Enveloped in the surrounding atmosphere lies a sweet story. Spring teases us with her shy whispers of bright sunshine. Winter holds its ground as the promise of snow-filled days mischievously lingers.

Sunshine, the means through which rainbows manifest themselves, is a source of wonderment. It dances across the sky, singing with the birds, cajoling the innocent, and encouraging the weak. But where does the sun take shelter once the rain arrives? What becomes of the sun as rain-filled clouds conceal the vast sky?

The sun remains, though she is hidden. Rain is a source of comfort which graces the earth with moisture and nourishment. The sun, without rain, is burdensome to the earth. So the sun gives rain due respect. She gives it peace as it quenches the thirst of those down below. Yet the rain must know its limits. When transgressed, the earth grieves. The earth is a sensitive one, weeping easily at both the rain's overindulgence and its extended absence.

Sunshine. Rain. What a fine balance they maintain... Working together to provide different sources of sustenance to the soil and vegetation-laden earth. A beautiful balance really.

But when winter arrives, rain vanishes. The earth absorbs extreme cold, and instead snow gently floats upon its surface. Vegetation can no longer survive. The conditions are too severe. What then of the sun? She still tries to shine on. Her strength seems diminished, but without her radiance, there would be no hope of a return to renewed life upon the earth.

We are the earth. Rain is our reflective tears. Sunshine is our gratefulness. Winter is our patience. Ruin is from our own hands. But through the changing seasons, there always remains optimistic hope, our spring.

Whatever is in the heavens and on earth, declares the praises and glory of God: for He is the Exalted in Might, the Wise.
To Him belongs the dominion of the heavens and the earth: it is He Who gives life and death; and He has Power over all things.
He is the First and the Last, the Evident and the Hidden: and He has full knowledge of all things.
[Qur'an- 57:1-3]

Update: 2007-03-05

I love this poem. It's a powerful poem that I don't doubt that you will enjoy too. I'm posting it here because it relates nicely to the above post. It has few words, but so much strength and quality. Masha'Allah. Enjoy!

In the Absence of the Sun
By: Nauman Abbasi

I love God for all that He's done
That I'll pray on my knees
In the absence of the sun
On little pebbles and rocks
That deliver my legs sharp pains
While each drop hits down on me
Soaking me in the pouring rain
I'll humble myself in front of God
And enjoy every moment I partake
With my clothes drenched to never dry
Yet my faith won't waver or shake
With the elements against me
With desires to fulfill my obligation
In the rain with lightning pain
On my knees down in prostration
All for the sake
Of fulfilling my duty to my Lord
For the One that I love and worship
And for the One that I do adore
My inconvenience is insignificant
For the reward that I aspire for
I'll pray in the rain if I must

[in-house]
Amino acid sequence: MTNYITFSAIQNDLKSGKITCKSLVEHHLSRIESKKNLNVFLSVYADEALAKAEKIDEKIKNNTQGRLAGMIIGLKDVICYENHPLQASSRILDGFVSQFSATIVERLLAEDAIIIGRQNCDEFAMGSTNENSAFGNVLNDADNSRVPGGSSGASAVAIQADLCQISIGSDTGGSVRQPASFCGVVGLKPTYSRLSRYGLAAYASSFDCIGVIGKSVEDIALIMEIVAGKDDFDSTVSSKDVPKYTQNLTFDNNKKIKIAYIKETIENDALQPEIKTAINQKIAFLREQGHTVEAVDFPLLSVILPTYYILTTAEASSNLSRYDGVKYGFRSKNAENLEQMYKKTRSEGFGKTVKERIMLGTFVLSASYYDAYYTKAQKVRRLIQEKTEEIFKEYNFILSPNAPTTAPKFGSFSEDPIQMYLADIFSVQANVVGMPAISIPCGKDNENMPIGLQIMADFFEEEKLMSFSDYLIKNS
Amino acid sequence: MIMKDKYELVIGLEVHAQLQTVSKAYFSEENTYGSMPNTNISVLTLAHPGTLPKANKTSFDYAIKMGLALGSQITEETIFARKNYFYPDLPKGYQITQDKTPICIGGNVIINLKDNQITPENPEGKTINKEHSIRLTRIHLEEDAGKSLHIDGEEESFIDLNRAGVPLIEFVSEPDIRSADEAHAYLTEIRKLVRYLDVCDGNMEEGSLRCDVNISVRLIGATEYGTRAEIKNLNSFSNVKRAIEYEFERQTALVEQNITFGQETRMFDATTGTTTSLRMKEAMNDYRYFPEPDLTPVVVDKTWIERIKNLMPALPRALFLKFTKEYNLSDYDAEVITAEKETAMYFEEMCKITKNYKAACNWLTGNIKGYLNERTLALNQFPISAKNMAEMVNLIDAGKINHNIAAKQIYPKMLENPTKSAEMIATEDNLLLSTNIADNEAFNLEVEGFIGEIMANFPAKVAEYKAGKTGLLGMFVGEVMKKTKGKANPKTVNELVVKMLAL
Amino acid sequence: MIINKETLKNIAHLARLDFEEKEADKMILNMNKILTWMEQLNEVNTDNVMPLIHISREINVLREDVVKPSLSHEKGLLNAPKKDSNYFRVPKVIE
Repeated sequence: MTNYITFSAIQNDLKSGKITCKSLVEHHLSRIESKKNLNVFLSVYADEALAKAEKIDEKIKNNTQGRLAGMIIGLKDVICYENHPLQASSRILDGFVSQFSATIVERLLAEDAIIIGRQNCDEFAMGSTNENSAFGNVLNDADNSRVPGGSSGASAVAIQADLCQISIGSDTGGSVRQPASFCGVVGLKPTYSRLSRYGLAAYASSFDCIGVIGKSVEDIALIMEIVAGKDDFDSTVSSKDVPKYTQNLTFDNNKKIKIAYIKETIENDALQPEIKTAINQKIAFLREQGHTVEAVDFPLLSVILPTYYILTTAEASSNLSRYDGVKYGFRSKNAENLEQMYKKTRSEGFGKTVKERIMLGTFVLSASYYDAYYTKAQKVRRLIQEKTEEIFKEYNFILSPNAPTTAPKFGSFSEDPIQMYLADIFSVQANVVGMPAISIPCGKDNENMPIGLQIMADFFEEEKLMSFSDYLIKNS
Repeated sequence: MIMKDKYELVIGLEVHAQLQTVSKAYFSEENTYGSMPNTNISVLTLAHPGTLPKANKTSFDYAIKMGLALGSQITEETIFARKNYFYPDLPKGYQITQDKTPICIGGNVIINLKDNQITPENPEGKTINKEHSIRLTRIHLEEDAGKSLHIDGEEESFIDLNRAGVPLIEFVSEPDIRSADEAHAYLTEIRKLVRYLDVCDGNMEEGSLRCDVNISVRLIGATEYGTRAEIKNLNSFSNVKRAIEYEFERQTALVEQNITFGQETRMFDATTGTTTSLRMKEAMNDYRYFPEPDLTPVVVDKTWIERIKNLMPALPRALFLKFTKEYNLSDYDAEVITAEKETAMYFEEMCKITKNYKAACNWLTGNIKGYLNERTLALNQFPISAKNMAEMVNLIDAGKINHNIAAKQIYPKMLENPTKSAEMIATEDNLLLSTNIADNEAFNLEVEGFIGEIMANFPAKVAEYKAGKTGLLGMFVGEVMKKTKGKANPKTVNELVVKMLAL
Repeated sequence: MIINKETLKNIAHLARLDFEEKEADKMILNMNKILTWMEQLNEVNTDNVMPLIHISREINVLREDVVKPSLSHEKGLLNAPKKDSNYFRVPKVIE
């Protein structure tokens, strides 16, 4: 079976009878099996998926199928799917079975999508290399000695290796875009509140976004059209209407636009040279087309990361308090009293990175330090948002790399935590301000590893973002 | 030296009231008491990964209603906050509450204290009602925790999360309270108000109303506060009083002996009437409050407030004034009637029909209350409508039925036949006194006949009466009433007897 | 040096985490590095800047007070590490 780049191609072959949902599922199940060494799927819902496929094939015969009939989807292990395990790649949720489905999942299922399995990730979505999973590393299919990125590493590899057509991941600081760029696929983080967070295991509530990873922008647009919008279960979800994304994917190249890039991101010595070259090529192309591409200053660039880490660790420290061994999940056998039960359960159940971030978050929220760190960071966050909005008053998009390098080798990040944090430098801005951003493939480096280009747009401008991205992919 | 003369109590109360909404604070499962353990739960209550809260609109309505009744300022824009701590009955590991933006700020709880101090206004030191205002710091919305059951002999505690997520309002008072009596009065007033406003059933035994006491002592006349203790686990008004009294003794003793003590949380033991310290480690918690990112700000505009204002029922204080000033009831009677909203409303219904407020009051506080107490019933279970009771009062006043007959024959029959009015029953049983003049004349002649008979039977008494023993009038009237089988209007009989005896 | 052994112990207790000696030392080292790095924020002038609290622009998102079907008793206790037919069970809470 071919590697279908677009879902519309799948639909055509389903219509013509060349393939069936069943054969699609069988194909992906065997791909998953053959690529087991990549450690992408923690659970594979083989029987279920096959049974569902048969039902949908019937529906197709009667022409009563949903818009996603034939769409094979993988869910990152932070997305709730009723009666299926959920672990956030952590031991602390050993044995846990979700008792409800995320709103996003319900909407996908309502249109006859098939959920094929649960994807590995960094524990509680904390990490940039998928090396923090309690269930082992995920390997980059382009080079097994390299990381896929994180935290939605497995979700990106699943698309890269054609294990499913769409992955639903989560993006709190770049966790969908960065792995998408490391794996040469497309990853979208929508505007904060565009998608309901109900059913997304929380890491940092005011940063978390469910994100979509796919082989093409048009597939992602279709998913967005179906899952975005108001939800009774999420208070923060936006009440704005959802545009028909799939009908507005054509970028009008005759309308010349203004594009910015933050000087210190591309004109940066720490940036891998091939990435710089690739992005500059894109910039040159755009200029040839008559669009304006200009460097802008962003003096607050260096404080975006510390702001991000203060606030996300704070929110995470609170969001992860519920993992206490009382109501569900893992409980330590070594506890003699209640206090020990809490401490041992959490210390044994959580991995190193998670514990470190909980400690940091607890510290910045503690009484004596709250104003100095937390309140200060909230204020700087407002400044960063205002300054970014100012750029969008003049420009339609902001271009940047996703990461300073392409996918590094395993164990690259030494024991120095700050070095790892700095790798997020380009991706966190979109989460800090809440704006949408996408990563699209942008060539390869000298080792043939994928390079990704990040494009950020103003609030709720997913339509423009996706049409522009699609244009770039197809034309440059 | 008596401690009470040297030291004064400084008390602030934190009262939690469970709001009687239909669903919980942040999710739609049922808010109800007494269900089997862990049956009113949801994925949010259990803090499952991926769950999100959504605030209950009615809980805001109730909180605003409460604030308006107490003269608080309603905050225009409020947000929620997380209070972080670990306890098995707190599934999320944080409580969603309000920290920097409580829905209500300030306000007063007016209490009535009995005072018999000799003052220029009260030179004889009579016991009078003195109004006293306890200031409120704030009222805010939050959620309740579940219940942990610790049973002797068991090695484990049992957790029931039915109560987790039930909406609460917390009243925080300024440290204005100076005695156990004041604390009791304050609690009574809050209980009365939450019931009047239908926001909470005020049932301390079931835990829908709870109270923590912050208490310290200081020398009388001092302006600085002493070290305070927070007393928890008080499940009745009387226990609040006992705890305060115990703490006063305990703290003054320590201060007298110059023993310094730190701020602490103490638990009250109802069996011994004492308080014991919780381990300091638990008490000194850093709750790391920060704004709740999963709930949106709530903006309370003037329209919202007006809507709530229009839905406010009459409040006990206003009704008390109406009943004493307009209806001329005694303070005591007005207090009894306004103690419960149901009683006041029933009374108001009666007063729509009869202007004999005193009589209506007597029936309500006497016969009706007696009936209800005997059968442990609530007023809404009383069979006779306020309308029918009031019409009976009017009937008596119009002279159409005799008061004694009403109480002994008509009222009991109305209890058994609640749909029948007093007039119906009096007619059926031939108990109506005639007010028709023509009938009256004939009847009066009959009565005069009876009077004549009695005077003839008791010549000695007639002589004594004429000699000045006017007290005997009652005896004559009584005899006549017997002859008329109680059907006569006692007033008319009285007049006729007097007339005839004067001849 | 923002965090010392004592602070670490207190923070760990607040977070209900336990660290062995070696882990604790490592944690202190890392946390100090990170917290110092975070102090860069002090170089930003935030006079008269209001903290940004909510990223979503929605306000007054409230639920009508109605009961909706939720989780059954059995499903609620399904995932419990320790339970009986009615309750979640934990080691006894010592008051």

So let it pour, let it pour.

[Published in "Strangers" by University of Toronto Muslim Students' Association - St. George Campus - Poetry Society]

Hang Tight to the Rainbow


*I only ask of God. He won't let me be indifferent to the suffering.*

I know that sometimes we all need those moments where smiles seem foreign, awkward, and distant. Sometimes it's exactly those moments of deep recluse that are divine blessings.

But what about those moments when people are in a rut, so to speak. What then? How can one looking onward, knowing that distress exists, respond to it without messing with it? It all takes time. Sometimes people need to be left alone with their confusion so they can sludge through the muddy waters themselves. I guess inevitably all people do this, but some let it consume them. Instead of coming out of it lighter, they carry the mud with them.

What can be done? The Prophet Muhammad (peace and blessings be upon him and his family) was distressed at the time immediately following the signing of the Treaty of Hudaybiyah. The Muslims had ventured out of Yathrib. They were unarmed and making their way towards Makkah where they hoped to carry out the lesser pilgrimage, but the Makkans did not receive them into the sacred territory. Instead, the Muslims were forced to stay outside of the inner precincts of Makkah. They were in the area called Hudaybiyah. After some negotiations, the Prophet (peace be upon him) signed an agreement with the Makkans, of which one of the stipulations was peace between the two parties for ten years. The Muslims did not realize the greatness in the treaty as they were greatly disappointed about being unable to carry out the pilgrimage (and they also witnessed a fellow Muslim prisoner in Makkah being forced to return to the Makkans as the new treaty outlined). Nonetheless, the Prophet Muhammad (peace be upon him) told the Muslims to rise and slaughter the animals and shave their heads - two rites that normally must be carried out within the sacred territory and at the completion of the pilgrimage. Nobody moved. He repeated his words again, and yet a third time too. Still nobody moved. The Prophet (peace be upon him) returned to his tent distressed.

Now what did the true Prophet of God, peace be upon him, do? There is no doubt at all that his faith was solid, and he was the best of people to serve God. So what did he do? He sought counsel from his wife Umm Salamah who advised him to go out in front of the people and to carry out these two rites. The Prophet (peace be upon him) did this and almost instantaneously the companions hastened to follow his lead. Glory be to God.